If we must fight these damn silly wars then we need to make the sacrifice of our troops and their families a shared experience….I am NOT a warmonger!  Something has to give….we are asking too much of the pool of soldiers we now have…….

That means a return to the DRAFT!


20 thoughts on “Carry A Big Stick Or Be Quiet

      1. That goes unaddressed and overshadowed by the constant BS that is spilling from the white house, distracting the nation from most other vital issues. Piling on the military and staffing it with fresh blood is not the answer.

      2. Again I agree but this could be the event that gets the public to pay more attention with what is being done in their name…..if they are the possibility of having to actually fight and possibly die then their attitudes would change and that is all I am asking for ….chuq

      3. Look back on VN…I understand you have personal experience. It fed our government new “meat” to sacrifice in a bloody civil war. Perhaps one of the most horrific ever. NO, I can’t go for that Chuq.

      4. Yes I do and it is what lead me to my antiwar activism…..I am still antiwar…..this suggestion would force Americans to look at the obscenity of war in a more realistic manner….right now they are fine with others do their fighting for them….believe me I make these assertions with no joy but something must be done or a handful of people will do all our fighting and dying….Americans care NOTHING about the plight of our soldiers…that needs to change. chuq

      5. Requiring our young men and women who have done nothing to set the stage for this warmongering is unfair. Let them lead their lives, for those who want to sign up, they are probably influenced by their parent Hawks and we cannot save them. I have a son….I don’t like your solution….I don’t think it is a solution but a feeding of the monster.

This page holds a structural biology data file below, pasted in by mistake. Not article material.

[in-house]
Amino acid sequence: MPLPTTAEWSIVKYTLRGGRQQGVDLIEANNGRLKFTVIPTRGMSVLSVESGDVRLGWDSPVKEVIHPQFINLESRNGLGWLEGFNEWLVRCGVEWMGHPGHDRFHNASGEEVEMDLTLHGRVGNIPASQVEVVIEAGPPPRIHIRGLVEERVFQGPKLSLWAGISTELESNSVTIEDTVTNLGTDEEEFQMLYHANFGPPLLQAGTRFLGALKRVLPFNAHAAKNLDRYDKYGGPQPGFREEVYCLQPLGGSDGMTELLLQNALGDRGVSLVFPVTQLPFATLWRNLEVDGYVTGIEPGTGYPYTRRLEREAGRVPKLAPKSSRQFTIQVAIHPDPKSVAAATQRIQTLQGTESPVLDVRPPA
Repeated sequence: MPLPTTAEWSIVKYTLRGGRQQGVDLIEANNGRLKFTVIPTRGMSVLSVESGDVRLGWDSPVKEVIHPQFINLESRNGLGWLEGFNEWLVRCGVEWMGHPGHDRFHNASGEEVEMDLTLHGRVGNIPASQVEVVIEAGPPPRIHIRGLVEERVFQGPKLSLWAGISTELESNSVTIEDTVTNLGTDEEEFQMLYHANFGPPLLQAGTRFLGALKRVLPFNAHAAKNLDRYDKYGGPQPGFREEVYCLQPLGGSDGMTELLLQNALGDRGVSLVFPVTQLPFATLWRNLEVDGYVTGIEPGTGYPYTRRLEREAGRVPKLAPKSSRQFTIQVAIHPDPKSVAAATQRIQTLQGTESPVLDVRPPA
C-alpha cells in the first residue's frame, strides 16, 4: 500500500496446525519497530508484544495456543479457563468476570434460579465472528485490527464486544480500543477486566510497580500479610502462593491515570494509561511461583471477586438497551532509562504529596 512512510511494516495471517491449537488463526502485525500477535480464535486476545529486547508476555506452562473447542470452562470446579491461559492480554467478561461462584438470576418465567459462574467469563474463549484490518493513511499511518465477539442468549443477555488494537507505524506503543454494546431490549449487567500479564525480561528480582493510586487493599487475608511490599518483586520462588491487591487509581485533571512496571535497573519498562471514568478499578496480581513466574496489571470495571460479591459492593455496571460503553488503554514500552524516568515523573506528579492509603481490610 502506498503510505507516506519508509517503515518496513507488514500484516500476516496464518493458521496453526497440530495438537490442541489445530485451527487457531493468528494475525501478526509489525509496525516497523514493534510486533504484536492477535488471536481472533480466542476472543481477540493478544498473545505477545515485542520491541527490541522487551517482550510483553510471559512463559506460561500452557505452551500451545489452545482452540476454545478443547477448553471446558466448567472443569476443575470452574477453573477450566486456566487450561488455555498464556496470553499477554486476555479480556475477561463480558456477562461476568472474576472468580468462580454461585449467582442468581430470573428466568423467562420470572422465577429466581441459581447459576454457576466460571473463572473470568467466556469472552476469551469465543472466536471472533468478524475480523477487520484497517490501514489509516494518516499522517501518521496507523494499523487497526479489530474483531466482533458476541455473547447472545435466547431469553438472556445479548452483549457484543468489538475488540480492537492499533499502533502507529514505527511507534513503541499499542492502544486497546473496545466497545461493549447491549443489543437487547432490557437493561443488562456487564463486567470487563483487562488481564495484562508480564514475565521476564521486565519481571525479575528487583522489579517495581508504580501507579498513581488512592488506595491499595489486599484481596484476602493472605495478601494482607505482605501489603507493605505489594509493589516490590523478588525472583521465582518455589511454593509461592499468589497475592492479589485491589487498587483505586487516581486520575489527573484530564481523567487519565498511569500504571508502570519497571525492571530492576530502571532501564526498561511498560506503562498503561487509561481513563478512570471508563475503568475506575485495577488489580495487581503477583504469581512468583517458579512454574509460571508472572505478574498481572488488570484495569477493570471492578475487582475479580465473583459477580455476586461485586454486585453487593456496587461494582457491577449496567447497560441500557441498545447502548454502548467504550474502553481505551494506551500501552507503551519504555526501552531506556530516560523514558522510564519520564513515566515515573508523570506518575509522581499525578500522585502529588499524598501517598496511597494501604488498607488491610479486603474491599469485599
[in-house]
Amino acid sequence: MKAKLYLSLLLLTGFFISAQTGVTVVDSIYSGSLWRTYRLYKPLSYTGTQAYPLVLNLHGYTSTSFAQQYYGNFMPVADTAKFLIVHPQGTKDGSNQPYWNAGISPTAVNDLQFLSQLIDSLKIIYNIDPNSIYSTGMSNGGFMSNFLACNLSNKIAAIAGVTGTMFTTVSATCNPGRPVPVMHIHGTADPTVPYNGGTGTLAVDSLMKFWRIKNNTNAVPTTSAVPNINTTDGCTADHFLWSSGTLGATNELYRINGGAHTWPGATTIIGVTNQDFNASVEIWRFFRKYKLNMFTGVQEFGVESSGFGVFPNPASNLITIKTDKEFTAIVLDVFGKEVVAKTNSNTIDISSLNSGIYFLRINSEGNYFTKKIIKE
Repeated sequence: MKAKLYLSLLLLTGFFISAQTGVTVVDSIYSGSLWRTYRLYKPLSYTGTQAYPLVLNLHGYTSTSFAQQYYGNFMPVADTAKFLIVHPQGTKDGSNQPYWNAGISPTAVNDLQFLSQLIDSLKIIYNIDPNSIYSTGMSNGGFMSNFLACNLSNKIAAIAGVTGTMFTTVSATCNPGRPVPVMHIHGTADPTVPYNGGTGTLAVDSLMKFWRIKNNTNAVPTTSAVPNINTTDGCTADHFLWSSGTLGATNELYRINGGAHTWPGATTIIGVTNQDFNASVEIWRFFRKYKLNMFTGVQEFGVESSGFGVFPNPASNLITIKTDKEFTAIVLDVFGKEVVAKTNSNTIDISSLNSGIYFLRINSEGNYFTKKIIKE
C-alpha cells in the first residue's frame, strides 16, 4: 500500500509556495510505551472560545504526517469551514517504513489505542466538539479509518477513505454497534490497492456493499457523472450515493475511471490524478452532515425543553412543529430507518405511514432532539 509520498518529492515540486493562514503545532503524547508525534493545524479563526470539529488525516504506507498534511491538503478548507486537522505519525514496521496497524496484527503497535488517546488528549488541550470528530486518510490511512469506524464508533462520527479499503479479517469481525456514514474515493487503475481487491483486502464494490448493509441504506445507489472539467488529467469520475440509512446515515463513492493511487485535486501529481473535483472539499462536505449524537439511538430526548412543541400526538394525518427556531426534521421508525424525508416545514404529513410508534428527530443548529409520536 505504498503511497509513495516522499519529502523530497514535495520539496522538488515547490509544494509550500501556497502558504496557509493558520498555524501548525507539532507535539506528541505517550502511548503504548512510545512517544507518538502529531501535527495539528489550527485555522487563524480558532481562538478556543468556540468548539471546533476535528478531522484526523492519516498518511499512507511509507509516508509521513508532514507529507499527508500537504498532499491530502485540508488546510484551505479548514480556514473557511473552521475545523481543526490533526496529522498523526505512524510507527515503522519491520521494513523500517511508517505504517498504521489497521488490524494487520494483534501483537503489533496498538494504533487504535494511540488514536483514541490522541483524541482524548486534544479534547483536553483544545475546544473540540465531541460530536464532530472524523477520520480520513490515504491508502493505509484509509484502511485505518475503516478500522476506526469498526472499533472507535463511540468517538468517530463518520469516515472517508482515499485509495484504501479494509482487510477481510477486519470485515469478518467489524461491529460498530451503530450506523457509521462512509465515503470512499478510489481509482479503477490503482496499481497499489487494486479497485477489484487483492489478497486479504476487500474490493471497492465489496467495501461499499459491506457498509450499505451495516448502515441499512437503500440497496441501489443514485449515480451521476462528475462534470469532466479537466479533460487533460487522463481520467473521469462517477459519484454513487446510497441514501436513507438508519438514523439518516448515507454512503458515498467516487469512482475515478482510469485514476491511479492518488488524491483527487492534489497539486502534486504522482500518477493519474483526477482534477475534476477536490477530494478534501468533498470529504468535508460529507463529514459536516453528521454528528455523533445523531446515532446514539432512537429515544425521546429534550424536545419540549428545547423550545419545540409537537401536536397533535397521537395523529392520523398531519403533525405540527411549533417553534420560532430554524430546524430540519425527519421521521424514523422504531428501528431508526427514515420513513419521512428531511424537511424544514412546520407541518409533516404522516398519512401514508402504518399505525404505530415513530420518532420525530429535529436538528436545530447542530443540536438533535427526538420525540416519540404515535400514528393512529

6. I do not like it either….and I understand you point…..but I see everyday how much Americans pretend to care and do nothing to help the situation….let someone else do it attitude…..

      7. We need to get to the source. All wars and interference in other’s wars should go before the congress (unfortunately we can’t trust the congress anymore) but the president has too much power and should not be allowed to declare war or interfere in foreign wars without due process. I think that we are probably through playing big brother and have lost credibility as a world leader. Perhaps we soon have the wall and live isolated from the world, things is the enemy is already among us.